The fossilised skull of a dinosaur with the longest horns yet discovered has been unearthed in Mexico by scientists.
The animal probably used its magnificent appendages to attract mates and ward off other males – much as modern-day deer do – rather than as a defence against predators, experts said.
The five-ton dinosaur with two 4ft horns directly over each eye lived about 72 million years ago in a warm, swampy region located at the southern end of an island continent which had been split in two by a shallow sea running from the Gulf of Mexico in the south to the Arctic Sea in the north.
Scientists have called the new species of plant-eating dinosaur Coahuilaceratops magnacuerna. It belonged to the horned dinosaurs, or ceratopsids, and was armed with two particularly large horns above each eye socket.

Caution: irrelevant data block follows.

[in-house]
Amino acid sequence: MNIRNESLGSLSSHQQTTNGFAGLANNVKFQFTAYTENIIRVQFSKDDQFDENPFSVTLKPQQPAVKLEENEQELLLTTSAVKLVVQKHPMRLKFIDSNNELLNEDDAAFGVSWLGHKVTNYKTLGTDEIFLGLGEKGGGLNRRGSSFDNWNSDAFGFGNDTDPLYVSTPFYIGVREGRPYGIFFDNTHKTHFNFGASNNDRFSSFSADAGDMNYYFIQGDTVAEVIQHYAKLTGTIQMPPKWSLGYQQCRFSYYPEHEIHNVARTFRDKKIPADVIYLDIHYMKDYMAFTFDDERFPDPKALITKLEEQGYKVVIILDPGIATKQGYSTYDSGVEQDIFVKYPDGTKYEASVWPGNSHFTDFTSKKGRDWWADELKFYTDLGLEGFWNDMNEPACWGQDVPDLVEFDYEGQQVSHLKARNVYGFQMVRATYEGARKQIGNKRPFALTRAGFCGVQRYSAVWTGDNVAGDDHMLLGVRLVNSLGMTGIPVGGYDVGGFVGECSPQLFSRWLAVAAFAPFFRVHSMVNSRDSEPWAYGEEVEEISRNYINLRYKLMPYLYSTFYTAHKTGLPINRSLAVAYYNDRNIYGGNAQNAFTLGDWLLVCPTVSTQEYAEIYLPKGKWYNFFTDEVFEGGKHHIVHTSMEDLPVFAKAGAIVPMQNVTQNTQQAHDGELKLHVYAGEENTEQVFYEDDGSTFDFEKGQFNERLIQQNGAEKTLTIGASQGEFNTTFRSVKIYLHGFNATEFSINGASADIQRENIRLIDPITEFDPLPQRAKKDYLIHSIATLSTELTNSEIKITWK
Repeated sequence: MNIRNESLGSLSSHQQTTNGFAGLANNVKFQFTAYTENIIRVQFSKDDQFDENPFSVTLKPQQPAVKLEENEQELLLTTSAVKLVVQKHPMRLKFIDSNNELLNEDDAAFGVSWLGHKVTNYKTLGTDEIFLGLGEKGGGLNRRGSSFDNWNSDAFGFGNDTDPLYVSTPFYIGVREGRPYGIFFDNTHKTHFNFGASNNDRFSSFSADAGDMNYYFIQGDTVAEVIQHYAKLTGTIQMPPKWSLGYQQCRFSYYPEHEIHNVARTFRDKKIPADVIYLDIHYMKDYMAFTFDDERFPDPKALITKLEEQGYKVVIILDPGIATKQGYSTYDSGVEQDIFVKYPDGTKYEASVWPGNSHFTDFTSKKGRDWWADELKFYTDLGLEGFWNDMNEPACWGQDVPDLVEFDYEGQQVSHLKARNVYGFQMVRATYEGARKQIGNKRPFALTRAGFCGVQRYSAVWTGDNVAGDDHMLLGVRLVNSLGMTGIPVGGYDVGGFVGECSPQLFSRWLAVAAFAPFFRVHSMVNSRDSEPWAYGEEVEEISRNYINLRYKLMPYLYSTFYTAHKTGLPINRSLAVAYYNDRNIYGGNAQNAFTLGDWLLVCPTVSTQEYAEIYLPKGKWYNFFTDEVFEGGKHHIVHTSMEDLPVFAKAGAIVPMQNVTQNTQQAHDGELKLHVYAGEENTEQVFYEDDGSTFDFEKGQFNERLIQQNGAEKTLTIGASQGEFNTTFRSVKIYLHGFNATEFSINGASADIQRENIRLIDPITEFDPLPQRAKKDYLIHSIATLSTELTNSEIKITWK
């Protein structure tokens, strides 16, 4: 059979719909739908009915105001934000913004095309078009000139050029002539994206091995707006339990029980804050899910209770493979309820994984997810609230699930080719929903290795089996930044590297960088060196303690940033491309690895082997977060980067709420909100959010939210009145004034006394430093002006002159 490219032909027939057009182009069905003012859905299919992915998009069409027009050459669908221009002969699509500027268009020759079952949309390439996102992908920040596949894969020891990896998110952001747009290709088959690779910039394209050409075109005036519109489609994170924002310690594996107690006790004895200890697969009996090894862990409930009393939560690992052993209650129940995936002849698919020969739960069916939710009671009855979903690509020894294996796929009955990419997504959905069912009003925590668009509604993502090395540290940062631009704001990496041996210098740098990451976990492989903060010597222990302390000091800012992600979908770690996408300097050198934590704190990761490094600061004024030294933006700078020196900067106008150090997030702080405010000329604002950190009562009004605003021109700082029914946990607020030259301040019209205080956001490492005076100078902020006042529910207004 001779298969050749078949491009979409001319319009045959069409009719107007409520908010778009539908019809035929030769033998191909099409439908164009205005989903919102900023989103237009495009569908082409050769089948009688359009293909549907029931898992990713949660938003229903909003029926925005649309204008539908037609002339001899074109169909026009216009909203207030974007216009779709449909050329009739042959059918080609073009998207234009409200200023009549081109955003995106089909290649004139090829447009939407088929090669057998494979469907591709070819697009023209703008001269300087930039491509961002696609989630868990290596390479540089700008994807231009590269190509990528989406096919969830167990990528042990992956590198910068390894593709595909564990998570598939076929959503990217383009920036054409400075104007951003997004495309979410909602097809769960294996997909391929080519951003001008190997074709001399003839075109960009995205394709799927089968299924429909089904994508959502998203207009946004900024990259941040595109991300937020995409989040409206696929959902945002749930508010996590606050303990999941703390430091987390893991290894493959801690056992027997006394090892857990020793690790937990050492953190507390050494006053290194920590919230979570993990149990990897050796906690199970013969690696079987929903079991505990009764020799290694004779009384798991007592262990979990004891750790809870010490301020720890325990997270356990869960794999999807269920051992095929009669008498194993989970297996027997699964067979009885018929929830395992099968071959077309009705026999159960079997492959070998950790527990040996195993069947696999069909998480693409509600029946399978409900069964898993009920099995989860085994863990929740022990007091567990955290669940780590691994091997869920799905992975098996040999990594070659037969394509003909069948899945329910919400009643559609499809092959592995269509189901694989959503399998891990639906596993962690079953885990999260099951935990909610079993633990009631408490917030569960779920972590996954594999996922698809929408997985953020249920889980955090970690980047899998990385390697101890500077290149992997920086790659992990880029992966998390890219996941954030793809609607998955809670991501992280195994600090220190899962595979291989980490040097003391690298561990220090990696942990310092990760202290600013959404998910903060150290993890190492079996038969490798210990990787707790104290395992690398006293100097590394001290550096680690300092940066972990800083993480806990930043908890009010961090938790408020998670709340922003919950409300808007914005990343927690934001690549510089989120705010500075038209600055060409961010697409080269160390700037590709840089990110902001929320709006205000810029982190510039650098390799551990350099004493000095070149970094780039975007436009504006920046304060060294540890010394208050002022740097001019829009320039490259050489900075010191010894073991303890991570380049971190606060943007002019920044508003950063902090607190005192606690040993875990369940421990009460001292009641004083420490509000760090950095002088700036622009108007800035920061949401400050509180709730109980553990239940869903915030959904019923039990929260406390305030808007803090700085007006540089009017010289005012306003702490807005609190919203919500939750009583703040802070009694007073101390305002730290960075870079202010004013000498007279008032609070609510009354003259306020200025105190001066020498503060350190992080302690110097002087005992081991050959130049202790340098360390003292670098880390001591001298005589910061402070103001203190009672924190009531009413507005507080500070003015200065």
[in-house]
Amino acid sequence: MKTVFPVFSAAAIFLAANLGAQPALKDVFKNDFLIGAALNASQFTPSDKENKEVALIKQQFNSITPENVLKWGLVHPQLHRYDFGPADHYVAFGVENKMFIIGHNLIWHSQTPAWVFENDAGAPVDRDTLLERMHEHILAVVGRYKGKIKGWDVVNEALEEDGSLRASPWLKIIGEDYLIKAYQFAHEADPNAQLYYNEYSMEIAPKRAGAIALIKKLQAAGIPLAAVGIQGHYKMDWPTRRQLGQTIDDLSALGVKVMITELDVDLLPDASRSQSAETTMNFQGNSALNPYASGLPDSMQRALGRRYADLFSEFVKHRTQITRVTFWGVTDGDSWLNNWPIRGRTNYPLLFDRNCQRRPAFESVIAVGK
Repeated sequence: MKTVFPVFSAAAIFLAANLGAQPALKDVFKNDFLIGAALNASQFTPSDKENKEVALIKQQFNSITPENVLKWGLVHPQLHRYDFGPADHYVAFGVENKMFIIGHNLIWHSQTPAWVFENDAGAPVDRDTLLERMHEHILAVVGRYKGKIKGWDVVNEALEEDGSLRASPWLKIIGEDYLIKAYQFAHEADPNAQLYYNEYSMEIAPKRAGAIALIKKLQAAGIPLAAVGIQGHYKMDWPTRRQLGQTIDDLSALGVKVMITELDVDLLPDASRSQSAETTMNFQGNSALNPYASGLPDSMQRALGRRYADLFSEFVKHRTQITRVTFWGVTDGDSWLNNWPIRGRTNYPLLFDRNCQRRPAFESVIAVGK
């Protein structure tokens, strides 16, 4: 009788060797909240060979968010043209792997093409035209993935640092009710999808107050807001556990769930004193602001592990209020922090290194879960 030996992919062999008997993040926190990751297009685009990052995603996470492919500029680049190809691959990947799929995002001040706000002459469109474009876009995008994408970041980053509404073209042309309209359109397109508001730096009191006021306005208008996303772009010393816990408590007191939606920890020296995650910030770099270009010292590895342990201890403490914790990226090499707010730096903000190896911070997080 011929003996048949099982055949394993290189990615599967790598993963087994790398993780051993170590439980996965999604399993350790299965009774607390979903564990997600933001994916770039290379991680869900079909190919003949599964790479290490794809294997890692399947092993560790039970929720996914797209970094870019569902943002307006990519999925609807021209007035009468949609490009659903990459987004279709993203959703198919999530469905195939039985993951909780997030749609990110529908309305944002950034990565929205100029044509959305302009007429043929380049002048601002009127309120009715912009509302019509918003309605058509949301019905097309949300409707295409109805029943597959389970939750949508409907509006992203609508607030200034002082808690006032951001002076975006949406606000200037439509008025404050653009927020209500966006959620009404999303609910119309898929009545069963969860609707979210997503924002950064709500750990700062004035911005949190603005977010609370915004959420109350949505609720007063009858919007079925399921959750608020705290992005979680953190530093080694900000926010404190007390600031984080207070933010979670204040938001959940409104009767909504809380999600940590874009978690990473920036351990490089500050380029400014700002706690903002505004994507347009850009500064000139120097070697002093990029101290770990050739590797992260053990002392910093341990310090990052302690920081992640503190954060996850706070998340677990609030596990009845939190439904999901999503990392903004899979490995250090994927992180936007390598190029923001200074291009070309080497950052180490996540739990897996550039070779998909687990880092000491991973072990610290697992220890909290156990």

Although complete horns have not been excavated from the fossil site in Mexico, the researchers have estimated them to be up to 4ft long – longer than those of its more famous cousin, Triceratops.